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Library of Congress goes digital

The Library of Congress will soon expand its digital archives of Americana to include sound recordings, photographs and priceless documents.

The Library of Congress will soon be expand its digital archives of Americana to include sound recordings, photographs and priceless documents from public and private libraries, thanks to a $2 million grant from the Midwestern Baby Bell Ameritech.

The Library of Congress's National Digital Library (NDL) program was the recipient of the grant, the largest it has ever received. Until now, the digital collection has used only material stored at the Library of Congress itself. Now, the collection will expand to archive material from across the country.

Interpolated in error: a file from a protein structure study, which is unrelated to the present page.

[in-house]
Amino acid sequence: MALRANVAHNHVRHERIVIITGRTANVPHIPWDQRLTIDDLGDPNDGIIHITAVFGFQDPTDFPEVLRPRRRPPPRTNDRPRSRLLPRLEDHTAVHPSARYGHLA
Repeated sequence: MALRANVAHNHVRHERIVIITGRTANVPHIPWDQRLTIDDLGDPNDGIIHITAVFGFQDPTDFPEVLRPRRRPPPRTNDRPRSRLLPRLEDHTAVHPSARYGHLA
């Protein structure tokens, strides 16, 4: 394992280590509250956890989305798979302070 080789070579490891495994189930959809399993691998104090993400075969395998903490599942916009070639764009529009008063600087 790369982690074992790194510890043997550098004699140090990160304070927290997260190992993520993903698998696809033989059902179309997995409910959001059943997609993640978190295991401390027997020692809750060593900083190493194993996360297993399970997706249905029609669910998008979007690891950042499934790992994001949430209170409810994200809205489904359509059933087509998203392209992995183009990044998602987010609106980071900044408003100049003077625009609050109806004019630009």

"The focus is on Americana...it's the first time that materials other than what the Library of Congress will be part of the NDL," said Library of Congress spokesman Guy Lamolinara.

The Library of Congress has already posted more than a dozen collections online, including Continental Congress documents, Abraham Lincoln's handwritten copies of the Gettysburg Address, and excerpts from Walt Whitman's notebooks.

Congress has already pledged $15 million, and private donations have contributed more than $21 million. The NDL program was established in 1994 with a goal of raising $60 million by the year 2000.

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